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ZAO WOU-KI
(ZHAO WUJI, French/Chinese, 1920-2013)
14.09.50
inscribed 'A Lanlan pour son anniversaire' (to Lanlan on her birthday); signed in Chinese; signed 'ZAO' (lower right)
oil on canvas laid on cardboard
15.8 x 19.8 cm. (6 1/4 x 7 3/4 in.)
Painted in 1950
Provenance
Private Collection, Asia

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Lot Essay

With the end of the Second World War, Paris' trendsetting art scene quickly revived and resumed attracting young artists from around the globe. Young Americans, Soviets, Portuguese and Chinese were among those who arrived to contribute their talents to the artistic melting pot. Young artists began moving away from geometric abstraction as they discovered 'Abstraction Lyrique' and later 'Art Informel' as ways to express sentiments free from the restrictions of form. This revolutionary trend was a key driving force for Zao Wou-Ki.
Zao arrived in Paris with his first wife, Lalan, on 1 April, 1948. Initially he dedicated most of his time on the study of pictorial space, which resulted in a breakthrough in his artistic style during 1949-1950. Zao's portrayal of objects underwent the first phase of abstract simplification - representation of objects in pure lines. The details of forests and tree branches all gave way to primitive circles, squares, triangles, or outlines of target objects. While these simple geometric shapes seem to be scattered freely in 14.09.50 (Lot 113), an invisible force bonds them in a harmonious world filled with Zen. When objects are simplified - for example, in Mountains and Pines in Spring by Mi Fu in the Song Dynasty, and Circle, Triangle, and Square by Sengai Gibon in the Edo Period - the setting takes precedence; the totality of the piece would be undermined if the shapes were just slightly moved. Zao's outstanding technique in handling the set is brilliantly shown in this work.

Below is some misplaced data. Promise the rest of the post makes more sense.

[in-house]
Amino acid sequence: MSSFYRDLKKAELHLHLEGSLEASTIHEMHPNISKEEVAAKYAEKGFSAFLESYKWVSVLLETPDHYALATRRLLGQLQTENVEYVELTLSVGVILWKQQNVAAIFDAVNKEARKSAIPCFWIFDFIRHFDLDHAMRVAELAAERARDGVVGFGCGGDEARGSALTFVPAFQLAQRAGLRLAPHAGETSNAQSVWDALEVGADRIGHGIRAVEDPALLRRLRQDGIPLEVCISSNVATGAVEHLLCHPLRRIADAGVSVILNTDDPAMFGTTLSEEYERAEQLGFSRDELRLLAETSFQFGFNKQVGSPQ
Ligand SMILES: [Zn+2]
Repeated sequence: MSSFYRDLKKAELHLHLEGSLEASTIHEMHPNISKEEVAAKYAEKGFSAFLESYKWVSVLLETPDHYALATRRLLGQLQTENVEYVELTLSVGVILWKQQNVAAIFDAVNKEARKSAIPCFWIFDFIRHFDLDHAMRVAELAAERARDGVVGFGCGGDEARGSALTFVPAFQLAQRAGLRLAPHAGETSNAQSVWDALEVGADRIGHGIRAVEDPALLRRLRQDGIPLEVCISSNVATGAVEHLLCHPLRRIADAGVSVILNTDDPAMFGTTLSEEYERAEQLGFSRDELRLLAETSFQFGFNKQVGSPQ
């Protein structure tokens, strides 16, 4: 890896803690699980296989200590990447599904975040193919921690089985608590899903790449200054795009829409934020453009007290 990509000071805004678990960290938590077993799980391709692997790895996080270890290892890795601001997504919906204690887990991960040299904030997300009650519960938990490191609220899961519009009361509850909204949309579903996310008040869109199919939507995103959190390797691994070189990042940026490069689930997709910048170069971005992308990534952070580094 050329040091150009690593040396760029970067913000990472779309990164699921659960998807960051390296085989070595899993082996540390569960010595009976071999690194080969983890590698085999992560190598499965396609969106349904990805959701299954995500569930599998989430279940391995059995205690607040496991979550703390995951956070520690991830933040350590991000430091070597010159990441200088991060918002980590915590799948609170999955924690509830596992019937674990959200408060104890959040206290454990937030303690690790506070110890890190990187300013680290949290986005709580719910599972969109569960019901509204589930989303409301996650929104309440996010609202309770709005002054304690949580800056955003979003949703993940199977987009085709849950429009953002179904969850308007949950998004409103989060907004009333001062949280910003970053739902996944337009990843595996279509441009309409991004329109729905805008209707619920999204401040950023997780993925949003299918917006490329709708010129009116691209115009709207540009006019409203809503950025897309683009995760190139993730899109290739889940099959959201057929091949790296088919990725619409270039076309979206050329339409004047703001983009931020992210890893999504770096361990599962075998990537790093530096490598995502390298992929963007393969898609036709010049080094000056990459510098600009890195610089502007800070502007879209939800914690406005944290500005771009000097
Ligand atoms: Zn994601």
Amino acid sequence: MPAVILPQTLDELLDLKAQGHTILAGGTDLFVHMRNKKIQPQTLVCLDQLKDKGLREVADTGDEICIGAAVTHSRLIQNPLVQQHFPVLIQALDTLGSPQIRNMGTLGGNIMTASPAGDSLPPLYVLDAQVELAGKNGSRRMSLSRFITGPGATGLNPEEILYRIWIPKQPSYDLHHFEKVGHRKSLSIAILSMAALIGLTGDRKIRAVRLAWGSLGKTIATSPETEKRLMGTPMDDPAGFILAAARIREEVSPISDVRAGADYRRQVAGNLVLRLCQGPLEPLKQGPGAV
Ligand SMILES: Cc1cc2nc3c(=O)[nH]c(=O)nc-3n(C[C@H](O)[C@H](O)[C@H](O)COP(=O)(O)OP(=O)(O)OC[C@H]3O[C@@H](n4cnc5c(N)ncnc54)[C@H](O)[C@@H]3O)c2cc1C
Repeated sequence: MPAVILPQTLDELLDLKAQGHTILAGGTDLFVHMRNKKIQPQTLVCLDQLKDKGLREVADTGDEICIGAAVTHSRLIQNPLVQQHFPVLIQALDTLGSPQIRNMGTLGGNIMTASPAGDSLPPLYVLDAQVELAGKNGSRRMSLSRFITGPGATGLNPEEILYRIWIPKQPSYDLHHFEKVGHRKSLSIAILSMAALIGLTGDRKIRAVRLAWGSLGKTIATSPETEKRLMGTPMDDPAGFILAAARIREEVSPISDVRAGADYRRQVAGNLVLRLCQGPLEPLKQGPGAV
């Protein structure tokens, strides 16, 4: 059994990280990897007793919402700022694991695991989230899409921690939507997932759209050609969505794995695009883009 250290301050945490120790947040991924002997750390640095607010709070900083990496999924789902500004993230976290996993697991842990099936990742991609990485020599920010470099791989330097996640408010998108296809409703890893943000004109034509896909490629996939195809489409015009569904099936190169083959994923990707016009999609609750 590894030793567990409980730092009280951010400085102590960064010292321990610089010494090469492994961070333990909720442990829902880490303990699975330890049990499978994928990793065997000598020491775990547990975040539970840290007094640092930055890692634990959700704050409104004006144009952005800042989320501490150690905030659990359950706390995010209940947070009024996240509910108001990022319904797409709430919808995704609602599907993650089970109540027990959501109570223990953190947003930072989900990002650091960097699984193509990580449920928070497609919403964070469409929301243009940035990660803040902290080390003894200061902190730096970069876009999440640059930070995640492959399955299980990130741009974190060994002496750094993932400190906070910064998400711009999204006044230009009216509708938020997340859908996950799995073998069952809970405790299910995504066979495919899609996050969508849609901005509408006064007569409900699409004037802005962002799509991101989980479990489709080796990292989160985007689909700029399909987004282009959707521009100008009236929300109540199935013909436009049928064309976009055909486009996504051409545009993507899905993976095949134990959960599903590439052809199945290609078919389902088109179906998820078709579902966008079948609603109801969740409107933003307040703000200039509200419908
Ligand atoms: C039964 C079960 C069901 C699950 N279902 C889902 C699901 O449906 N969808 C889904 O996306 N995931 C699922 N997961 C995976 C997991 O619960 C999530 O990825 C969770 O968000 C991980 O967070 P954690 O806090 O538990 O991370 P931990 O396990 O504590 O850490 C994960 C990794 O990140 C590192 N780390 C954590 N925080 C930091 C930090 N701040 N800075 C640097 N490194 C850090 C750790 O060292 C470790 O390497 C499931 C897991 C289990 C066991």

In 14.09.50 Zao has successfully elevated the tangible world into an intangible yet spiritual world, a step closer to realising his ambition - to bring the infinite universe into his works. His success in imbuing his work with poetic imagery and spirituality could be influenced by Paul Klee, who was equally famous for blending east and west, poetry and art. Zao once commented of Klee's artistic achievements: 'Thanks to his tactful manipulation of space, the small frame was enlarged and the symbols in his works give birth to a new world I feel dazzled with.'
Zao's construction of his poetic world relies not only on symbols and space, but also on colour and painting technique. In 14.09.50, he deliberately spreads his oil paints with additional solvents so no trace of the brush is left. He builds a background as light as one done with ink diffusion. Splendid diamond blue and jade green, resembling the natural forms of kyanite and green garnet, take the key role. Art Critic Claude Roy wrote that Zao's creation of the work, with its mineral colours, after a brief stay in the mountains showed he continued to take his inspiration from the natural landscape. With his short and detailed strokes in this unique piece, Zao dripped the diamond blue and jade green into crystal-clear water, dissolving them at different tones and levels.
14.09.50 was a gift from Zao to Lalan on her 29th birthday. Zao brings both nature and the universe into the piece like precious jewels, showing his love for his wife. Zao first met Xie in 1935 at West Lake in Hangzhou when he attended classes at the Hangzhou School of Fine Art. Xie began studying in the school's department of music in 1938 and the couple were married in 1941. They left for Paris in February 1948 to pursue their artistic dreams. Within just a year of their arrival and with Lalan's unfailing support, Zao was employed by Galerie Creuze. 14.09.50 reflects not only Zao's love for his wife over 15 years, but also the couple's pursuit of their artistic dreams together.

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